at least one battery configured to store power received by said at least one external port; and
a charging port configured to deliver power from said battery to said cell phone;
said charging system associated with said pouch.
10. The cell phone charging system in accordance with claim 9 wherein said charging port comprises a least one contact for connection with a charging interface of said cell phone.
11. The cell phone charging system in accordance with claim 10 wherein said at least one contact is located in said interior area for engagement with said charging interface when said cell phone is located in said pouch.
12. The cell phone charging system in accordance with claim 9 wherein said at least one external port is located at an exterior of said pouch.
13. The cell phone charging system in accordance with claim 9 wherein said charging system includes an indicator configured to indicate when power is being supplied to said cell phone.
14. The cell phone charging system in accordance with claim 9 wherein said charging system includes at least one controller.
15. The cell phone charging system in accordance with claim 9 wherein said at least one external port is connected to said battery by at least one electrical cord.
16. The cell phone charging system in accordance with claim 15 wherein said at least one external port is in said pouch, said external port being removable to receive power from said at least one external power source.
US12/006,802 2007-07-19 2008-01-04 Portable electronic device carrier with charging system Abandoned US20090023481A1 (en)

Priority Applications (2)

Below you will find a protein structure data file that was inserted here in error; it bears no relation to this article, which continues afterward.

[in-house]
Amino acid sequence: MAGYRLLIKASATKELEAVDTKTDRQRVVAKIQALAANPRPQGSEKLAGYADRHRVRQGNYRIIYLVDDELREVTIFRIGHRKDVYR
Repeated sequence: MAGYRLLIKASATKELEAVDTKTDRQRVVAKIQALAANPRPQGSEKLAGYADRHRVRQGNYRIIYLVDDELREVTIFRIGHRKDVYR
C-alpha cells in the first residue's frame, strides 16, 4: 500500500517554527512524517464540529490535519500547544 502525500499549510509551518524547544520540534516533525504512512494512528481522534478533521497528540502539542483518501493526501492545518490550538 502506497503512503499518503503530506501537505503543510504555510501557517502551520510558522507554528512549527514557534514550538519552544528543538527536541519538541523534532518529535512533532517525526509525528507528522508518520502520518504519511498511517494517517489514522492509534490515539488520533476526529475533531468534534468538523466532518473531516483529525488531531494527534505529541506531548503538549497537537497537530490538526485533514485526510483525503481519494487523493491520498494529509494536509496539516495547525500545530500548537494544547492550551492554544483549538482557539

Application Number Priority Date Filing Date Title
US11/880,184 US20090021214A1 (en) 2007-07-19 2007-07-19 Portable electronic device carrier with charging system
US12/006,802 US20090023481A1 (en) 2007-07-19 2008-01-04 Portable electronic device carrier with charging system

Applications Claiming Priority (2)

Application Number Priority Date Filing Date Title
US12/006,802 US20090023481A1 (en) 2007-07-19 2008-01-04 Portable electronic device carrier with charging system
PCT/US2008/008759 WO2009014641A2 (en) 2007-07-19 2008-07-17 Portable electronic device carrier with charging system

Related Parent Applications (1)

Application Number Title Priority Date Filing Date
US11/880,184 Continuation-In-Part US20090021214A1 (en) 2007-07-19 2007-07-19 Portable electronic device carrier with charging system

Publications (1)

Publication Number Publication Date
US20090023481A1 true US20090023481A1 (en) 2009-01-22

Family

ID=40265279

Family Applications (1)

Application Number Title Priority Date Filing Date
US12/006,802 Abandoned US20090023481A1 (en) 2007-07-19 2008-01-04 Portable electronic device carrier with charging system

Country Status (2)

Country Link
US (1) US20090023481A1 (en)
WO (1) WO2009014641A2 (en)

Cited By (13)

* Cited by examiner, † Cited by third party
Publication number Priority date Publication date Assignee Title
US20090170468A1 (en) * 2007-12-28 2009-07-02 Motorola, Inc. Prompting and directing users to safety during emergency situations
US20090170467A1 (en) * 2007-12-28 2009-07-02 Motorola, Inc. Using auxiliary information to direct users of wireless devices to safety in response to emergency alert system alerts
US20100312938A1 (en) * 2009-06-03 2010-12-09 Urs Stampfli Portable electronic device holster with guided docking station
US20110050447A1 (en) * 2010-08-30 2011-03-03 Brian Tedesco Charger Loss Prevention Adaptor
EP2320626A1 (en) * 2009-11-06 2011-05-11 Lg Electronics Inc. Portable terminal comprising a detachable cover with solar cells
US20110169451A1 (en) * 2009-06-19 2011-07-14 Urs Stampfli Portable electronic device holster with pivoting docking station
US20110300825A1 (en) * 2010-06-04 2011-12-08 David Lundgren Method and system for providing emergency related services via a broadband gateway
US20110319146A1 (en) * 2010-06-23 2011-12-29 Maggie Wilford Cellular phone protector
US20120229071A1 (en) * 2011-03-09 2012-09-13 Schuessler James E Bi-directional wireless charger